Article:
Thursday, January 21, 2010

Sen. Nesbitt, welcome to Charlotte

Sen. Martin Nesbitt, D-Buncombe, the N.C. Senate's new majority leader, visited fair Charlotte on Wednesday to meet and greet and, it would seem, reassure the business community that he will be just as business-friendly as his predecessor, Sen. Tony Rand of Fayetteville.

Accompanied by Sen. Malcolm Graham, D-Mecklenburg, Nesbitt stopped by the Observer's editorial board - for which we are grateful - and as we chatted, before Graham arrived, he talked a bit about the need for better public transit, especially rail. Seems he had gotten caught in a lengthy traffic jam driving I-95 past Washington. "It was a hundred-mile traffic jam, from Baltimore to Richmond," he said. "We've got to find another way."

But then, he started talking about rail transit and how it hasn't been successful. Mentioned Charlotte's new (as of 2007) light rail line and asked how it had worked out. We told him it had beat all its ridership projections and was in most parts deemed a success. "Oh," he said.

I think Charlotte Area Transit System (aka CATS) leaders might want to buy the man a lunch or three and take him for a spin on the Lynx some rush hour afternoon ...

My colleague Jack Betts, who among his many valuable contributions writes the This Old State blog, recalled:

Back in the 1990s when legislators could still accept such trips, the Charlotte Chamber brought legislators to Charlotte for a Hornets basketball game and a tour around town. I wound up strolling around the Blumenthal with Nesbitt and another House appropriations chair, David Diamont of Surry County. It was obvious neither of them got to Charlotte much, and they seemed to be awestruck with all the new buildings, the cultural amenities – including some built with state assistance – and the can-do atmosphere that marked a city clearly on the rise. They were struck by how many things Charlotte had and aspired to, compared with the rest of the state.

The things they saw in Charlotte were not new things that no one from elsewhere wouldn't have known about, and it struck me that Charlotte was not a part of the state that these legislators visited often.

Nesbitt's remarks about transit Wednesday seemed to show that he had not spent much time in the Queen City since then, either. It's not that he doesn't get around. With a district in Buncombe, a law practice and a stock car racing team he helps his son with, and a legislative concentration on what went wrong with the state's badly botched mental health reforms, he has stayed busy – and as Senate majority leader he'll be busier yet.

Betts concluded: "If I were the Charlotte transit folks, I'd have a representative sitting in his office tomorrow morning at 8 a.m."

6 comments:

JAT said...

Mary, did you tell him that CATS gives a way a free train ride with every bus ride? Point out the "can't miss" high density developments along the line that are flops, bankrupt, and owe back taxes? That CATS cannot afford to build the 2030 plan without an additional half-cent sales tax -- even after tossing a $500m. streetcar to the city, to be paid for with the city's General Fund revenues?

Yep, some success.

Anonymous said...

Nothing ventured, nothing gained.

On the contrary, do you notice that critics never offer a solution to Charlotte’s traffic and transportation problems, or statistics and true facts to back up their arguments that the progress to date is unsuccessful?

All I can fathom is that they feel we should increase the number of cars on our roads. Spend all the transportation money on roads. Let someone else pay for and worry about the costs of treating health issues arising from the pollution. Let someone else pay for the highway infrastructure. Let the sprawl grow along present and future beltways rather than along mass public transportation lines.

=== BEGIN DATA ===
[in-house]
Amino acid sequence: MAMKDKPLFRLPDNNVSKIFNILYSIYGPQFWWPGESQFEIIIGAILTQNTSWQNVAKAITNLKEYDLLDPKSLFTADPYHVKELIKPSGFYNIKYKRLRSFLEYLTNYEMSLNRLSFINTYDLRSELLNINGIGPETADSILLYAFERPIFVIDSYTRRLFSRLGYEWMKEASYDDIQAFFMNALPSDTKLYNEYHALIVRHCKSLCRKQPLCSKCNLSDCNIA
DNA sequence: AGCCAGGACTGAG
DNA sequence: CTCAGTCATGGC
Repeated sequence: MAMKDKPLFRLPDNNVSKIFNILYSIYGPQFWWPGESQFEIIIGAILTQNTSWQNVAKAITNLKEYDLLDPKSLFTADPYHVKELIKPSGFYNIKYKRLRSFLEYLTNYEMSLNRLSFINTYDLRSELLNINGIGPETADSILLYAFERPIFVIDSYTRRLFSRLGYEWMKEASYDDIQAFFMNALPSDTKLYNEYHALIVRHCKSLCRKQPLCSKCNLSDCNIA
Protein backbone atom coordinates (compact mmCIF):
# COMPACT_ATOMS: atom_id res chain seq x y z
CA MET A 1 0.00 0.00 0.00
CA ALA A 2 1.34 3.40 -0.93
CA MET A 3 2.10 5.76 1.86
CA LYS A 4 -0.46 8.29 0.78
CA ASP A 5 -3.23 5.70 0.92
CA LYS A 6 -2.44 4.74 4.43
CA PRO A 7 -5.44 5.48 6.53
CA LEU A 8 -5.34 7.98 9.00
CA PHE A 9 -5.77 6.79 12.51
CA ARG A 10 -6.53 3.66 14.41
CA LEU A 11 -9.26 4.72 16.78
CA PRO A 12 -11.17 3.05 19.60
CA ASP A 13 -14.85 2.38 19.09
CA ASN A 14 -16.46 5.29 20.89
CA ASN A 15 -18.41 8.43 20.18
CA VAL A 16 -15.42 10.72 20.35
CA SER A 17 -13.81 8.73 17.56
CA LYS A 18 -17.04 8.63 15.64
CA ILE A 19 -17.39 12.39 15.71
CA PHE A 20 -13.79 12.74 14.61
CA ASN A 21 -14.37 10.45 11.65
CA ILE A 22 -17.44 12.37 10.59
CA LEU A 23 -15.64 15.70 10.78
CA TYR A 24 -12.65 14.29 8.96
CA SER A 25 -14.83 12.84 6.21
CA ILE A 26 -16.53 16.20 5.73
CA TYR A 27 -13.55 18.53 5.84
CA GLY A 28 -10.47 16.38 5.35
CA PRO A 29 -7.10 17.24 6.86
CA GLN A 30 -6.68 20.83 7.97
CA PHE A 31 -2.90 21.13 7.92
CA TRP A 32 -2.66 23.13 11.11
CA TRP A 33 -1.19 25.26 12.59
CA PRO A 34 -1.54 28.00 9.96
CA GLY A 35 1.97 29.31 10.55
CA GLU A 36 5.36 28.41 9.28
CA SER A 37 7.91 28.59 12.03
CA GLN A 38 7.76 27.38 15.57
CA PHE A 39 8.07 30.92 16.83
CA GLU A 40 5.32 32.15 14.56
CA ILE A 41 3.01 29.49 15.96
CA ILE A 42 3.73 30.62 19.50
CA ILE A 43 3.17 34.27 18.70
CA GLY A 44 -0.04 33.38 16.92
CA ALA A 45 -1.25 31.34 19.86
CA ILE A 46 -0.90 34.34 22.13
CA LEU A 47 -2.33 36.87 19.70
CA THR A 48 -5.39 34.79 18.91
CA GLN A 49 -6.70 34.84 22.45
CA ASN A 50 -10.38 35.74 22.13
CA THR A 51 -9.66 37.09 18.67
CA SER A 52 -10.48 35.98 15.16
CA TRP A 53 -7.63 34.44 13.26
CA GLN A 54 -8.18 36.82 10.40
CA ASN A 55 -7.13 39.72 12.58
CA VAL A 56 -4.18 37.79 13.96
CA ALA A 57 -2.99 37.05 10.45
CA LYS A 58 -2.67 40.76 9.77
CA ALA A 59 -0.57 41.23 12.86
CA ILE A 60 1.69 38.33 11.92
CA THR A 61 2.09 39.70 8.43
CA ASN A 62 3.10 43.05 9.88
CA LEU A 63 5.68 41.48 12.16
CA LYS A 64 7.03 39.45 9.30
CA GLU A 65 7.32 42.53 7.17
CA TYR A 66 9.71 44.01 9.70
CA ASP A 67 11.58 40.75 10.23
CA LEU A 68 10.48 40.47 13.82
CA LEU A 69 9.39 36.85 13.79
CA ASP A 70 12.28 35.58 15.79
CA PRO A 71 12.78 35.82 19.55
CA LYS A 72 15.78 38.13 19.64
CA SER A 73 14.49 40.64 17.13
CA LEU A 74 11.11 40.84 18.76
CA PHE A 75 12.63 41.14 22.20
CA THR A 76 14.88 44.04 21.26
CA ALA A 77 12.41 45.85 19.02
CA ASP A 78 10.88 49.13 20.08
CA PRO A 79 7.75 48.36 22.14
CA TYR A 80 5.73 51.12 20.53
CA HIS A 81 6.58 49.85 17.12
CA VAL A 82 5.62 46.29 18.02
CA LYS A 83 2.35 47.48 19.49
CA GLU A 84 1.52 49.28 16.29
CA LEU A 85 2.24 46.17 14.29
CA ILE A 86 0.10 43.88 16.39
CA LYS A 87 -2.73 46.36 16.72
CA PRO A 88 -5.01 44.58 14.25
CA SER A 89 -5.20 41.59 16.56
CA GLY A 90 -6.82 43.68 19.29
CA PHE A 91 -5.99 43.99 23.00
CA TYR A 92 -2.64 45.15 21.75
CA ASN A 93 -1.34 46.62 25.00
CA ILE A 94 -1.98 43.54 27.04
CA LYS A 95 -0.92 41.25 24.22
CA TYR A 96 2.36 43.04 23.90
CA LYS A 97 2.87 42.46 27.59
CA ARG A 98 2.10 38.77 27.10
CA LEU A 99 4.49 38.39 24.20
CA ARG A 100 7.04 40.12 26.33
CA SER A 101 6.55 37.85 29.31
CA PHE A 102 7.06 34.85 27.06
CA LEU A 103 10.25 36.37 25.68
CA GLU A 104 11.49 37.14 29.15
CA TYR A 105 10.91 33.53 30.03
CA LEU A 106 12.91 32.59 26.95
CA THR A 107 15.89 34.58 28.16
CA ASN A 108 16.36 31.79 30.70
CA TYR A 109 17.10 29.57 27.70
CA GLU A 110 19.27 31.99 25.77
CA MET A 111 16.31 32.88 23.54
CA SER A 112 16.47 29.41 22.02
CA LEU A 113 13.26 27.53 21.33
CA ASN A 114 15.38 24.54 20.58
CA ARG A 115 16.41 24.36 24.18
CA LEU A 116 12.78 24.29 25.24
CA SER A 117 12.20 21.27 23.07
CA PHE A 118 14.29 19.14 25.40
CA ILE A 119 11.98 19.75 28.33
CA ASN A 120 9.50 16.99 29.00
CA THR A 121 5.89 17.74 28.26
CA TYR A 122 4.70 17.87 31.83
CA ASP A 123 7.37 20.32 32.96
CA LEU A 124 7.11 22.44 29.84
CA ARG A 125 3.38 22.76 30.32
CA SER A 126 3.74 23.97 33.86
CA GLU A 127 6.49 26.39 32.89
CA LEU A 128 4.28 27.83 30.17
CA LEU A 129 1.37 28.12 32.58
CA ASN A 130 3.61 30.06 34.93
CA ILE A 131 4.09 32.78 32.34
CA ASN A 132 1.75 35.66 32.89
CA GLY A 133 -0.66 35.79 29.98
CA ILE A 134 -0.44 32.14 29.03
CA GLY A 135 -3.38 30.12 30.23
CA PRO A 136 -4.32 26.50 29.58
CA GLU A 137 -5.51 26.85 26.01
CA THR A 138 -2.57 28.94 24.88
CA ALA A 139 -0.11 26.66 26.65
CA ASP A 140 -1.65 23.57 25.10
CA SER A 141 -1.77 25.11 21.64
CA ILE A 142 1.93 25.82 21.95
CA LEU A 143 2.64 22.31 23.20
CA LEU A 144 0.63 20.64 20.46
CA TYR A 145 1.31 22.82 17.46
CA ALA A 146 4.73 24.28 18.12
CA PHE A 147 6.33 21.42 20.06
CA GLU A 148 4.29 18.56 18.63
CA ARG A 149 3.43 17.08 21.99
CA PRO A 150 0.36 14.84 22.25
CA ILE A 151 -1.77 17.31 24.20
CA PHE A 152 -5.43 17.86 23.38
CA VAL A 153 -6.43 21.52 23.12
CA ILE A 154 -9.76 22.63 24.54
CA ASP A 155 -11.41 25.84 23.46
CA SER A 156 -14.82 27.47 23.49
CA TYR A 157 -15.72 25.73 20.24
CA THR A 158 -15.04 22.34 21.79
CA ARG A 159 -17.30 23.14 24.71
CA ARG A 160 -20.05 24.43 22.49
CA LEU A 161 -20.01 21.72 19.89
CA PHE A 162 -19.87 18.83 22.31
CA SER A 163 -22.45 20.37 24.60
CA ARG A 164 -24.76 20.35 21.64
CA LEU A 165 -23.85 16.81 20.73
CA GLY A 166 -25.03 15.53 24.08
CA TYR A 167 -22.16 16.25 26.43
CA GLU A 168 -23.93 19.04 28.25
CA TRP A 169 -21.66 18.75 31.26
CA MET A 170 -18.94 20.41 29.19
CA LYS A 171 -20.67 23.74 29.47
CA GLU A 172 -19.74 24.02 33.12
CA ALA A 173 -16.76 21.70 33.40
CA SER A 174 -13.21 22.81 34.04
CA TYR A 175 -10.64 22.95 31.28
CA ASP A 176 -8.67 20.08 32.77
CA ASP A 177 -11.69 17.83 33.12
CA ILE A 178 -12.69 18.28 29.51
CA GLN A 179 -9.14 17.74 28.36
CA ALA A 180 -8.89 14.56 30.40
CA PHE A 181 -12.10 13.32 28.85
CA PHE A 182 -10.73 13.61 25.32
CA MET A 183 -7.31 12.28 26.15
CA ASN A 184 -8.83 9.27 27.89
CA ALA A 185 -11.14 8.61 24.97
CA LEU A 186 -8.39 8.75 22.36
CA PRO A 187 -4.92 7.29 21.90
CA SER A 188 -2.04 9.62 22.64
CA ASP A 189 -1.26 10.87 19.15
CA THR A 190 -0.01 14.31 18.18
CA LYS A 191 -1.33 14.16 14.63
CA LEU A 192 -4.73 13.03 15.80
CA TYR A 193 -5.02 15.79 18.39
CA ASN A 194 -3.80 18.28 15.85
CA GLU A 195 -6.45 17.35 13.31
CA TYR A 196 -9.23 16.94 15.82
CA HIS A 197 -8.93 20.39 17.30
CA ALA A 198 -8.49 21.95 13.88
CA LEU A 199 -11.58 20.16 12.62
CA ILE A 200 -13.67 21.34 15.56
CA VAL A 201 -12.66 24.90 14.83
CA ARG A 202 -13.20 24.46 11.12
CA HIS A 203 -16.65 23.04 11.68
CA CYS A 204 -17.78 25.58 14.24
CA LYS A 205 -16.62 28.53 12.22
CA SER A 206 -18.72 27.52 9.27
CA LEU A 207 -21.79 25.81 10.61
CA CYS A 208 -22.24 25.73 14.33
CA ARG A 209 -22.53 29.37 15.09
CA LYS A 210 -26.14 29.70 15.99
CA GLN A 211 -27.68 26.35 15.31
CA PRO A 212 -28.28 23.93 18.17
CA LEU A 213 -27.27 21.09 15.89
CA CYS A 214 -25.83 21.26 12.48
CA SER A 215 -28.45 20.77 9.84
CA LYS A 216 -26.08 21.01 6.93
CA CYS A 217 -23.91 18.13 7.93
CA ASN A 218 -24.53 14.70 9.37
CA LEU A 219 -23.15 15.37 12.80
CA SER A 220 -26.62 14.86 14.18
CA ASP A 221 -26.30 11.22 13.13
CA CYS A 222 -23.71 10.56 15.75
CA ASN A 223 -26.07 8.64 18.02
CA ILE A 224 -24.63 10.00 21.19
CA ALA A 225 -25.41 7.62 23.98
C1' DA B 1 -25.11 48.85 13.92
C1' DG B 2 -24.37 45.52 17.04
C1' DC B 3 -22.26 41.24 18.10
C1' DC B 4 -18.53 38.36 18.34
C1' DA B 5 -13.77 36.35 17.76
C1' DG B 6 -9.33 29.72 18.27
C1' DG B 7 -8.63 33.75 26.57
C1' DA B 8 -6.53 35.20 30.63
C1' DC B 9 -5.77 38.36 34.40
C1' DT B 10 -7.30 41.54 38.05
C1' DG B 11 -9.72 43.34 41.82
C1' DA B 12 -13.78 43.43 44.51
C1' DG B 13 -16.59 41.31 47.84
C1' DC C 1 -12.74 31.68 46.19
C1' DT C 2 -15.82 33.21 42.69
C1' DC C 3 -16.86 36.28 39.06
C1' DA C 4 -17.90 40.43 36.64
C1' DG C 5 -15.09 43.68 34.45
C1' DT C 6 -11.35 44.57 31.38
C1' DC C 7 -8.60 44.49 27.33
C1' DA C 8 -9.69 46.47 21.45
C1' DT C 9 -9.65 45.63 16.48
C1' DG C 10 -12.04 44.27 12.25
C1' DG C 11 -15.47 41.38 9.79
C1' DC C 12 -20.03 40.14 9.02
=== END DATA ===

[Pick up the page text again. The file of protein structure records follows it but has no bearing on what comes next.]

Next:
Maybe they are really bad at math. Maybe they think 50 private automobiles cause less strain on public finances and create less environmental problems that one bus carrying 50 people, or one light rail train carrying hundreds of Charlotte commuters.

JDC said...

According to Nesbitt’s record, his vote on issues that could be deemed to fall in the “transportation” category include a NO to ban cell phone use while driving by persons under 18, a NO on the state helmet requirement for motorcyclists and YES to increase the width and length of tractor trailers on state highways. Doesn’t sound encouraging for rail transportation or highway safety on his watch.

Maybe he got in a 100-mile traffic jam he and legislators in other states caused by voting for bigger trucks so those vehicles can roll down embankments or sideswipe autos and cause wrecks, effectively blocking traffic. Maybe he should have voted for bigger trains.

When he thinks of light rail, he probably thinks of the fun-ride monorails at amusement parks. He obviously isn’t aware of the traffic and transportation problems facing major NC cities. Before getting him onto the LYNX, first take him out to Rock Hill or Mooresville and make him drive the interstates into the city so he can see the difference.

Anonymous said...

Great point JDC.

Anonymous said...

Thats Amazing! Sen. Malcolm Graham was in Charlotte - it must had been a very special occasion.

J said...

"it struck me that Charlotte was not a part of the state that these legislators visited often."

State legislators that never visit Charlotte? WHAT AN ABSOLUTE SHOCK!!!!!!!!!!!!!!!!!!!!!!!!!!!!!!!!!!!!!!!!!!!!!!!!!!!!!!!!!!!!

Of course they don't. From all indications, when children are born in rural areas of the state, their parents immediately begin teaching the little babes that Charlotte is the embodiment of evil, that it is better to go to hell than to have anything to do with Charlotte. So when these little ones grow up to be state legislators, they act accordingly - both in their physical presence and their voting records.

Nothing new under the sun here...